Indeed, why should the US, the wealthiest, most powerful country the world has ever known be permitted to drive the childhood mortality rate of Iraq up from 50 per thousand in 1990 to 133 per thousand in 2001 through economic sanctions and then claim the right to make unilateral war as if it hadn't already murdered enough. And why should the United States with a child mortality rate of 8 per thousand (hardly anything for the wealthiest country in the world to boast about) be permitted to drop cluster bombs on the children of Afghanistan which has a child mortality rate of 257.
To return to the alleged bin Laden tape, "This is unfair. It is time that we get even." The thought of others getting even strikes tremendous fear into people in the United States. Perhaps, somewhere beneath all the sanctimonious pronouncements, we recognize our guilt. But there is little talk of justice, and much talk of even more unfairness.
Consider 9/11. The perpetrators (we still don't know who they were, US news media pronouncements notwithstanding) attacked the centers of US economic and military power. How many young children were killed in these events? Certainly not many. These buildings were not locations like schools and clinics were one expects to find children, nor were they places whose destruction could be expected to negatively impact the lives of children, like water purification and sewage treatment plants.
By contrast, the killing in Iraq, Afghanistan, and elsewhere deliberately targets children through the use of cluster bombs and teratogenic weapons like depleted uranium, and through the destruction of hospitals, clinics and schools; and water treatment, sewage treatment, and electricity generating plants; social services on which the health and education infrastructure of a country depends.
This very important distinction is almost totally ignored in the West. Leftists falsely claim equality between the two terrors. The Right condemns only the lesser terror, while rejoicing in the much greater terror of cluster bombs, economic sanctions, structural readjustment. Some argue that those who died in the world trade center and the pentagon were innocent. This is a strange argument. How can any of us in this country claim innocence of the terrible atrocities committed by our government.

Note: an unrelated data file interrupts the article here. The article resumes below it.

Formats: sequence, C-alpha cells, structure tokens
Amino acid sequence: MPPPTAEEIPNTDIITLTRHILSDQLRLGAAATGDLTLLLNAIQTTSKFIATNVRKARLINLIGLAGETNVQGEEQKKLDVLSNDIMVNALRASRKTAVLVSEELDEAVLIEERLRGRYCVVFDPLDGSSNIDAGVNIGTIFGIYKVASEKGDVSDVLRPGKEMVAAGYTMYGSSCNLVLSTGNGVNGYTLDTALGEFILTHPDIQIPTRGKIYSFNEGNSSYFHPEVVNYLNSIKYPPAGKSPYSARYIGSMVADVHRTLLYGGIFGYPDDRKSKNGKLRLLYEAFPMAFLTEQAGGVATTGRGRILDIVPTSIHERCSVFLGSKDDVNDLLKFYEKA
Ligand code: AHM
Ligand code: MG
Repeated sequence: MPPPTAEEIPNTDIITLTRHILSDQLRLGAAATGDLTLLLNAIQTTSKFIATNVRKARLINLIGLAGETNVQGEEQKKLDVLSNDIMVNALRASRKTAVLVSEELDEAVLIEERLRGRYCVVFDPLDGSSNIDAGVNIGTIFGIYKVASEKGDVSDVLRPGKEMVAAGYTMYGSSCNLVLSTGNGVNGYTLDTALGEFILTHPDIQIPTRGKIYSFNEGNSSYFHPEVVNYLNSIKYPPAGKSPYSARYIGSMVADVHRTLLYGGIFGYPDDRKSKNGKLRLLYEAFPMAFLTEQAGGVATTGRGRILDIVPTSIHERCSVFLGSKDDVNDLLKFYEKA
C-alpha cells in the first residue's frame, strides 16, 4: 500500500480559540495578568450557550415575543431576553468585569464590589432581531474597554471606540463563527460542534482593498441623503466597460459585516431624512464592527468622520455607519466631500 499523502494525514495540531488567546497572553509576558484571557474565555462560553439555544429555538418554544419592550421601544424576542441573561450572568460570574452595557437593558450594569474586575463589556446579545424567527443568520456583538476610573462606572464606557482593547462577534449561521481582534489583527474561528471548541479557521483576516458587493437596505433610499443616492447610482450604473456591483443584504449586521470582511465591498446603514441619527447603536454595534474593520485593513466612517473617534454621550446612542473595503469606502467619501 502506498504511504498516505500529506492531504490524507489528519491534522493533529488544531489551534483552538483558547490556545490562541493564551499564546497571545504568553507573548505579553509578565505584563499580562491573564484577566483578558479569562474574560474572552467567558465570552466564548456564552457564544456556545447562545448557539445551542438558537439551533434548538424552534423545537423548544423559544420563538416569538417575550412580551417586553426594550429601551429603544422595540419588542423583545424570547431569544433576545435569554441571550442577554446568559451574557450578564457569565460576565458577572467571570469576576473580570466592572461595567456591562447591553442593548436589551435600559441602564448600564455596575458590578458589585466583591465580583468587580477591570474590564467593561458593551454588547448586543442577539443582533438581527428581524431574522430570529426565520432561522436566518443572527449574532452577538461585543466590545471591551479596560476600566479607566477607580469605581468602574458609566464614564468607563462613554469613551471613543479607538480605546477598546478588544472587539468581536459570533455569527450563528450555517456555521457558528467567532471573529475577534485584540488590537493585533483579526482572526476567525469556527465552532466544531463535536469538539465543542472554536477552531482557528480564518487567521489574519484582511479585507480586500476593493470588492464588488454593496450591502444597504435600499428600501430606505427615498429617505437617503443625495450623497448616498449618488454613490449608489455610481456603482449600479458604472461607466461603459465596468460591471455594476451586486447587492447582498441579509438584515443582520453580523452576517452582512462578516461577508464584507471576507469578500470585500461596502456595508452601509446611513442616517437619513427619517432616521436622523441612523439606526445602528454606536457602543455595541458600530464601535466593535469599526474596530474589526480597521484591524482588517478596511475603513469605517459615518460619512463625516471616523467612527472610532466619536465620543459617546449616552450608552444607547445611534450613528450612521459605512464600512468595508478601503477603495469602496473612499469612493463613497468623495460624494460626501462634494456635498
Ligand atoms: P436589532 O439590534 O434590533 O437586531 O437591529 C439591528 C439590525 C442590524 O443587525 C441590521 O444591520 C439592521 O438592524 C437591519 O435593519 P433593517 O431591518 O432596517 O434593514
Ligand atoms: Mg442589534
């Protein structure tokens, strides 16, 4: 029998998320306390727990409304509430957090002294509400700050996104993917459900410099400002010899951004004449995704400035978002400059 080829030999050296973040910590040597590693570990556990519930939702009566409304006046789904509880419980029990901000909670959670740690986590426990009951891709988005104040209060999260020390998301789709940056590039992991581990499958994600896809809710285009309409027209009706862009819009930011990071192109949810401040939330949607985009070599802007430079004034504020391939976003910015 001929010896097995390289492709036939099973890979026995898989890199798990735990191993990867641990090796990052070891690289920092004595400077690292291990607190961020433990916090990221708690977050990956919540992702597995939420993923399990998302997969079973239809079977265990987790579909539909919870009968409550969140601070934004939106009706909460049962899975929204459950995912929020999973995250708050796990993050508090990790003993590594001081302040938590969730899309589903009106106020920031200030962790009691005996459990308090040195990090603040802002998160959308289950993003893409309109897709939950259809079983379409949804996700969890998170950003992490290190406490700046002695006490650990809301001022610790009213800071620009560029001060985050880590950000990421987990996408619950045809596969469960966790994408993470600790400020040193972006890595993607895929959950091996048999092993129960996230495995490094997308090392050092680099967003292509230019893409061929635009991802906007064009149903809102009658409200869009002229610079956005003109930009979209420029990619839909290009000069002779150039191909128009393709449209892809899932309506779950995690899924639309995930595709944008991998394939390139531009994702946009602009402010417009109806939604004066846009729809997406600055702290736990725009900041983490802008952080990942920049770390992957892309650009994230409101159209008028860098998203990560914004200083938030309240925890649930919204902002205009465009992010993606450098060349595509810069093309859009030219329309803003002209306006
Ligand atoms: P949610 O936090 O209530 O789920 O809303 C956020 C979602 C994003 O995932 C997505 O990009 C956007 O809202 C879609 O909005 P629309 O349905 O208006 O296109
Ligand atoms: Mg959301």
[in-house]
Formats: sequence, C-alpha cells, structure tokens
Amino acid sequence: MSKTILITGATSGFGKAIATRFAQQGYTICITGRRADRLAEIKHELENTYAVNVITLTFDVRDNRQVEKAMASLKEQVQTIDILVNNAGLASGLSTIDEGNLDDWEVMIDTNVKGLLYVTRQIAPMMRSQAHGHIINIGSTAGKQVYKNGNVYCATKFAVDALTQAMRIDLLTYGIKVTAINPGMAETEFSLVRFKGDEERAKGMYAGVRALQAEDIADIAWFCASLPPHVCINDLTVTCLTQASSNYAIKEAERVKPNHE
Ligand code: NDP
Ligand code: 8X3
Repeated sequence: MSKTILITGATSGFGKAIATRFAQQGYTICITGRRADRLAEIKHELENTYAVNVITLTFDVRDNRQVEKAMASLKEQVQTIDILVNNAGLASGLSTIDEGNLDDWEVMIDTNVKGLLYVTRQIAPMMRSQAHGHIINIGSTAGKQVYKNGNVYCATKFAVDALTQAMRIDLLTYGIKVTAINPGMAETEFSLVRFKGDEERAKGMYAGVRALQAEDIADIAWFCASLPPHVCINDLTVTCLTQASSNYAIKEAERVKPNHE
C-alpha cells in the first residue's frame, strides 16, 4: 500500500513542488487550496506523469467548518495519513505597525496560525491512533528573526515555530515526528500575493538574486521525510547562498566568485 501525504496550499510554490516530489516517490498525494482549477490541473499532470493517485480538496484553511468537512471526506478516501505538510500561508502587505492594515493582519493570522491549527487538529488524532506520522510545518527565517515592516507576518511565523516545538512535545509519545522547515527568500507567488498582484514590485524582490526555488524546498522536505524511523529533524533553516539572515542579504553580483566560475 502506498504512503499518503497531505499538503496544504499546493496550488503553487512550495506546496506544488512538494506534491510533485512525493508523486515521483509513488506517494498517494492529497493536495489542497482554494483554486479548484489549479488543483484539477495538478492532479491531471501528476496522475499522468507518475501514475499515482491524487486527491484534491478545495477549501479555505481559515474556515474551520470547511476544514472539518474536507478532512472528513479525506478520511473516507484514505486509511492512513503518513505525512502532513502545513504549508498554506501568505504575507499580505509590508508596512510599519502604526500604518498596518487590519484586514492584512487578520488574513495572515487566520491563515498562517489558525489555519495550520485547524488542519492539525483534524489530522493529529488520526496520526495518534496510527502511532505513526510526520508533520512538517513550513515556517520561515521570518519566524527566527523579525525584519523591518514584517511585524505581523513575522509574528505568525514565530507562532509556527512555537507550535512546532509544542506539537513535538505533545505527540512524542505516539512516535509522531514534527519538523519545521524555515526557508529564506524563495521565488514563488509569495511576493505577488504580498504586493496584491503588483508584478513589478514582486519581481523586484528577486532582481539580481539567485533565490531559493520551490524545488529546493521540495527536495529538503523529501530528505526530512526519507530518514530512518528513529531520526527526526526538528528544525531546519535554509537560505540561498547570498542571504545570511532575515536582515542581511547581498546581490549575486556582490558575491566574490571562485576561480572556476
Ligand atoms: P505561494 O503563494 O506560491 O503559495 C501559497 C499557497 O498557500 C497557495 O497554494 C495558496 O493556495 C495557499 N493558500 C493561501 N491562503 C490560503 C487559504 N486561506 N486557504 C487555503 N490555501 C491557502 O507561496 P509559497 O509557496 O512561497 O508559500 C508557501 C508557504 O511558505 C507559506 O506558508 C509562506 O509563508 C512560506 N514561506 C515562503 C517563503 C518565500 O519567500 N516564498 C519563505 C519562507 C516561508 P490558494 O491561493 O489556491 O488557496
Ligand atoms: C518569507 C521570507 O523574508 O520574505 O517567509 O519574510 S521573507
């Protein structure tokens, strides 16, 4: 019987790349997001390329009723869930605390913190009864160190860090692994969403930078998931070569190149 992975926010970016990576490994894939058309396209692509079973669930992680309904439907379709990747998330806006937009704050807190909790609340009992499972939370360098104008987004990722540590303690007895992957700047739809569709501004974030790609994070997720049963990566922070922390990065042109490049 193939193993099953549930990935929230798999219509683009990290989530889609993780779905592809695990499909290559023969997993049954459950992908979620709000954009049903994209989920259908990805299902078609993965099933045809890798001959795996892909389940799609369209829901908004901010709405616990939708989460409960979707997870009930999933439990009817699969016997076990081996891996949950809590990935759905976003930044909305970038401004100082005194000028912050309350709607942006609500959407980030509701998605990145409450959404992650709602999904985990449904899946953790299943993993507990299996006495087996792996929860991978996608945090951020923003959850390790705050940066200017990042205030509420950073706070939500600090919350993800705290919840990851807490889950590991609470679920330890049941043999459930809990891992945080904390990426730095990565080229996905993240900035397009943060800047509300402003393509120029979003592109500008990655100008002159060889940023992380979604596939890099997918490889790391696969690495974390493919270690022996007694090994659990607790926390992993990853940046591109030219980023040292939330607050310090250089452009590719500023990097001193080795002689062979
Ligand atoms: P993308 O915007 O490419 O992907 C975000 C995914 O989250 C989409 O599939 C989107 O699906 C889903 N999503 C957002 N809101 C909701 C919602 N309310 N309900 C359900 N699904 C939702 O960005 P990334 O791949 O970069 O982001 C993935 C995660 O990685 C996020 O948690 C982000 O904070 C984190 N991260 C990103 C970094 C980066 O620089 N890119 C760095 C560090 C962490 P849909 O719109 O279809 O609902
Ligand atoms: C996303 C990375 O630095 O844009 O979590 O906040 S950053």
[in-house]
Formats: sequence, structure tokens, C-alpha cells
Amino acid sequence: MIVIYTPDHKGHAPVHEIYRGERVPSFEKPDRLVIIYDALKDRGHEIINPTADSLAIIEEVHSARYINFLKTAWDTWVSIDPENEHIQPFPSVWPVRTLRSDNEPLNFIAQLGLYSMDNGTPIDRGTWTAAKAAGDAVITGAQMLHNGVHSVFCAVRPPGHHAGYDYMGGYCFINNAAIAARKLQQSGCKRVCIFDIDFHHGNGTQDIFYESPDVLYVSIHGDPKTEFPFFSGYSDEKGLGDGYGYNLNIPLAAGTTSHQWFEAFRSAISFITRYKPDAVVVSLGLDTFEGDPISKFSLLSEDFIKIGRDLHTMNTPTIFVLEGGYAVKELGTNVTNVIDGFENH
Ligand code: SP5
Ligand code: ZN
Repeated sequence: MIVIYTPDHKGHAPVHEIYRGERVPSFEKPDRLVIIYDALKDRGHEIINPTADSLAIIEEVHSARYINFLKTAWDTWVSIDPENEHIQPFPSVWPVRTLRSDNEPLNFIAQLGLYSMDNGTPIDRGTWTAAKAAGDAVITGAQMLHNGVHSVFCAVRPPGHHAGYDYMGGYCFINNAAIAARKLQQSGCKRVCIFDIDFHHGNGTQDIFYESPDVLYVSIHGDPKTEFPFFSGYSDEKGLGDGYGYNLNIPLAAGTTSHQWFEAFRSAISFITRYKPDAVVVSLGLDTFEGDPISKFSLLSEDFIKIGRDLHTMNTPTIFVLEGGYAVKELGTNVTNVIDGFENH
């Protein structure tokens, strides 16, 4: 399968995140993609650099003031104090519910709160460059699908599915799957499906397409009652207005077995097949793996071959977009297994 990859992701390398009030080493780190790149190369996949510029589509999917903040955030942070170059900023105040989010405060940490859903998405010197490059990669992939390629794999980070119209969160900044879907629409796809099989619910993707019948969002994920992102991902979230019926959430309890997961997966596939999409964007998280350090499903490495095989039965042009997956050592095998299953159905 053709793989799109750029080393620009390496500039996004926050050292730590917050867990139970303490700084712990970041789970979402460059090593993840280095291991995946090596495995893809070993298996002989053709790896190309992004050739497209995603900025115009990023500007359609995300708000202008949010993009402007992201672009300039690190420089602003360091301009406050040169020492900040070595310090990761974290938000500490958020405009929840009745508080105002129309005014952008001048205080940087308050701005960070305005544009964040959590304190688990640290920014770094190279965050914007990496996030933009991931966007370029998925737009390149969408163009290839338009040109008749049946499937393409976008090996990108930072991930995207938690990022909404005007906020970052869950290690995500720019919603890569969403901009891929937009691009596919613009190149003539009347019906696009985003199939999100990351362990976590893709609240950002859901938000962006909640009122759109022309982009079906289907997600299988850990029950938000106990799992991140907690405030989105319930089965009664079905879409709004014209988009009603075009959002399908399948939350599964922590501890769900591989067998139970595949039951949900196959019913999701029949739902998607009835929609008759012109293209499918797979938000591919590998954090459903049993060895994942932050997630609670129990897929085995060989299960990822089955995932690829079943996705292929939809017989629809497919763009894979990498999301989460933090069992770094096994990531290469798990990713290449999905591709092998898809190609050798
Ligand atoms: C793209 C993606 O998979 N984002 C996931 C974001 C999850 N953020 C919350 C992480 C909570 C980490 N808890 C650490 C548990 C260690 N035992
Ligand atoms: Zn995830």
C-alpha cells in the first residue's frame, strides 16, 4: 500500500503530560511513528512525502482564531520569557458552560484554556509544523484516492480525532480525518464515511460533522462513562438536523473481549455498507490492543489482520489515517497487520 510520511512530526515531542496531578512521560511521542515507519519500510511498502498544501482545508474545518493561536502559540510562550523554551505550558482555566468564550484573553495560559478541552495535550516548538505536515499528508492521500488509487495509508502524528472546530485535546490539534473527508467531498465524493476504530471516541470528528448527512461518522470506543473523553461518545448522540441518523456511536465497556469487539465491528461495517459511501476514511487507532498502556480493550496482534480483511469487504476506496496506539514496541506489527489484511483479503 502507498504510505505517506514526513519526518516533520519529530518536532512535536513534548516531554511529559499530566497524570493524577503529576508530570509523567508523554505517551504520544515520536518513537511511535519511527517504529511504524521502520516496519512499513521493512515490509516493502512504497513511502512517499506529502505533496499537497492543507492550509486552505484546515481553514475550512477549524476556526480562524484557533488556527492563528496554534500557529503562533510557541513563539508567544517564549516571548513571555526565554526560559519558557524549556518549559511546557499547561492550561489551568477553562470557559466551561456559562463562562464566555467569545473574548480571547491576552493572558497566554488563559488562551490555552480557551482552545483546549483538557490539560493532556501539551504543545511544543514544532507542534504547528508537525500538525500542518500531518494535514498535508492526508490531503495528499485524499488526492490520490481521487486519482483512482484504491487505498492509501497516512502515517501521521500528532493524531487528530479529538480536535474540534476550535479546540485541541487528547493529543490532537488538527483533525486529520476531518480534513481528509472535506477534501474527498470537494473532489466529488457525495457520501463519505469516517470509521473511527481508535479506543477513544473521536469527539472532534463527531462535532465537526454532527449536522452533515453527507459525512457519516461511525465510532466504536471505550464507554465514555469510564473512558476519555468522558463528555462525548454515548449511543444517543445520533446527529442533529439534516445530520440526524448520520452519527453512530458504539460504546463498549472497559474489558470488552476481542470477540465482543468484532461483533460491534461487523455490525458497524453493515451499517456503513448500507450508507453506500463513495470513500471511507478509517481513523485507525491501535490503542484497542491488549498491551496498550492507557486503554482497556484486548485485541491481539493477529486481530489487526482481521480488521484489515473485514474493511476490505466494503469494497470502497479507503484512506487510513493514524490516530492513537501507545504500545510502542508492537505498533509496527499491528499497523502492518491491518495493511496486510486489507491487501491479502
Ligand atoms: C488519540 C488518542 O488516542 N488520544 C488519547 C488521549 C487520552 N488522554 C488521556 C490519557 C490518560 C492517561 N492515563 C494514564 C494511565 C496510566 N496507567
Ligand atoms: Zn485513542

I do not claim to be innocent of the terror perpetrated by my country. For almost 30 years I made a good salary training youth in the techniques of computer science, with full knowledge that many of the brightest would be hired by the military and its contractors to develop the most horrible weapons the world has ever witnessed. How could I possibly profess to be innocent of the destruction and suffering caused by these weapons?
Further, don't we (at least until recently) live in a democracy? How many of us could meet our maker and say that we voted for a presidential candidate in 2000, who would have ended the sanctions of Iraq, stopped us aid to Israel, and forgiven the debt of the poorest nations in the world? Perhaps one or two percent of us at most. Sometimes I'm asked how this endless war will end. In the long term, its clear that it will end in our destruction. Every empire contains the seeds of its own destruction: The Egyptian Pharoahs, Rome, The Mongols, The British, The Soviets - all gone. Why are some so arrogant as to believe that the American empire will be different, and last forever?
The short term is not at all clear. How much terror? How much suffering? How much death before its over? Will the United States somehow find the courage to renounce empire building before its too late? To my knowledge that has never before happened in history. But maybe somehow we can find the courage to do what has never been done before.
If it can be done, it will be because of all of you who are working for peace and justice. I know there are many more of us who would prefer peace and justice to empire and war. We can prevail.
"I will tell you that in my time, I never saw anything come out of fighting that was worth the fight."
--- US General Anthony Zinni, October 10, 2002